DRIVERS WHO FAIL TO USE THEIR TURN SIGNALS. Cannot believe it did not even make the list. I have numerous times, trying to make a left-hand turn on to a busy street, waiting for ONE car to pass only to have them turn in the street I am coming out of WITHOUT letting me know they intended to turn. Now, of course, there are cars coming the other direction and can no longer make the left-hand turn.

  3. Gappers (people who routinely leave 5-10 car length gaps between them and the person in front of them during rush hour stop and go traffic) are a big frustration for me. Are they also known as crawlers? Fortunately they are easy to pass.
    And people who stare at a green light without moving for 5+ seconds are also quite irritating. They are also becoming more common. I think this is a special sub class of texters…people who don’t realize the light has changed and are just sitting there. I had to beep at a green light sitter for 5 seconds before they realized they needed to go. And the guy next to him (it was a 2 lane green light) didn’t even go as I passed him. This is 10+ seconds into a green light and I was the second car.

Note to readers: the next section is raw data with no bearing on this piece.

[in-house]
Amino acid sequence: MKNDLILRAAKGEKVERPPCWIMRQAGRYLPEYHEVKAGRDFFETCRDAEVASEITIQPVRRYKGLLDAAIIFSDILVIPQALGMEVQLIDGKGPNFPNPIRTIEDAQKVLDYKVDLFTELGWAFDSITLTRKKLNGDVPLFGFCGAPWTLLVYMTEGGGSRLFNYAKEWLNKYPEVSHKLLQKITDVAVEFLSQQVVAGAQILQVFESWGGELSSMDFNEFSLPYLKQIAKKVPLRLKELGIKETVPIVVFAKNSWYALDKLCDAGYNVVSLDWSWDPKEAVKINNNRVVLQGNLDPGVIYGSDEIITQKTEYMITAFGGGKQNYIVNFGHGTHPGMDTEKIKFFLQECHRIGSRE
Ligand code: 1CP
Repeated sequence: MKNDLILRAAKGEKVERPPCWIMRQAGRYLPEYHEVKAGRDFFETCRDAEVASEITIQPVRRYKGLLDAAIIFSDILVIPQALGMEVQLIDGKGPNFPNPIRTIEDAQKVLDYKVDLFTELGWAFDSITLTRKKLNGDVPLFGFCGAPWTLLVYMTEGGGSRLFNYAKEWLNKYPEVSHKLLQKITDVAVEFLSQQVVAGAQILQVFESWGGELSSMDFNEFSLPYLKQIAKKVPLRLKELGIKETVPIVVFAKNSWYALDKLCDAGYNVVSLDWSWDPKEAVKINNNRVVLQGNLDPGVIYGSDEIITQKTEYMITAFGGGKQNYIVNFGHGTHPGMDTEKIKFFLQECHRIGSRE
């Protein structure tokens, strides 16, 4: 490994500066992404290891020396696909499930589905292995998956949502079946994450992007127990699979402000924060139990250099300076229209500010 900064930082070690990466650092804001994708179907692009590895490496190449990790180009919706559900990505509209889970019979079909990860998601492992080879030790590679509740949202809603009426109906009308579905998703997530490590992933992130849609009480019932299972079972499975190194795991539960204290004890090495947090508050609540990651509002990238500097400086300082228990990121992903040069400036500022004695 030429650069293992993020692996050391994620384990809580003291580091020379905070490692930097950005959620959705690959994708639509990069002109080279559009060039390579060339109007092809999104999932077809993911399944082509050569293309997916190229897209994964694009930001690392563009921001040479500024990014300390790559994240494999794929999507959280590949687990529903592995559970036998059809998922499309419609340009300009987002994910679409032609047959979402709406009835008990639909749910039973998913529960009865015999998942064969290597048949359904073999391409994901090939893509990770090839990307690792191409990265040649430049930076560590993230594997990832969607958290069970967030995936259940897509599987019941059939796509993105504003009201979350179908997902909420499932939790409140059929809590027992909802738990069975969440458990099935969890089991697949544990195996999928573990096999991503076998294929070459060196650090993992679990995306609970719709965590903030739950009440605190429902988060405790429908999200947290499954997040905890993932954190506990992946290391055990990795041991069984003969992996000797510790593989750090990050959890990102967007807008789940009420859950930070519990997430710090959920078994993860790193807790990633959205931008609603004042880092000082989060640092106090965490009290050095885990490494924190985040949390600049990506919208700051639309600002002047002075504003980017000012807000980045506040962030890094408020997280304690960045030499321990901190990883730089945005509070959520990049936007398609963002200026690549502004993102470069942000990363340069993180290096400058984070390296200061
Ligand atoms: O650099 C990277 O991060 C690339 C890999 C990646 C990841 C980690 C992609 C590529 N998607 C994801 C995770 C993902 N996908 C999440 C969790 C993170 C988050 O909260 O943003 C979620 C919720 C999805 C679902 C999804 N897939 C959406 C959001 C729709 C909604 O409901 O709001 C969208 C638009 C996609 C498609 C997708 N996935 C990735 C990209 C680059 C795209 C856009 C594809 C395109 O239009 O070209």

4. All I can do is laugh at you people who are always in such a hurry and feel everyone else in in your way. Why not plan your day (and life) better so you don’t always have to feel the need to rush around all the time!

  5. The above comment about distance between cars comes from a habitual tailgater which is illegal and dangerous Also, a few seconds to move at a green light being annoying is ridiculous. This probably comes from someone who is in too much of a hurry and probably runs red light routinely.

Leave a Reply

Your email address will not be published. Required fields are marked *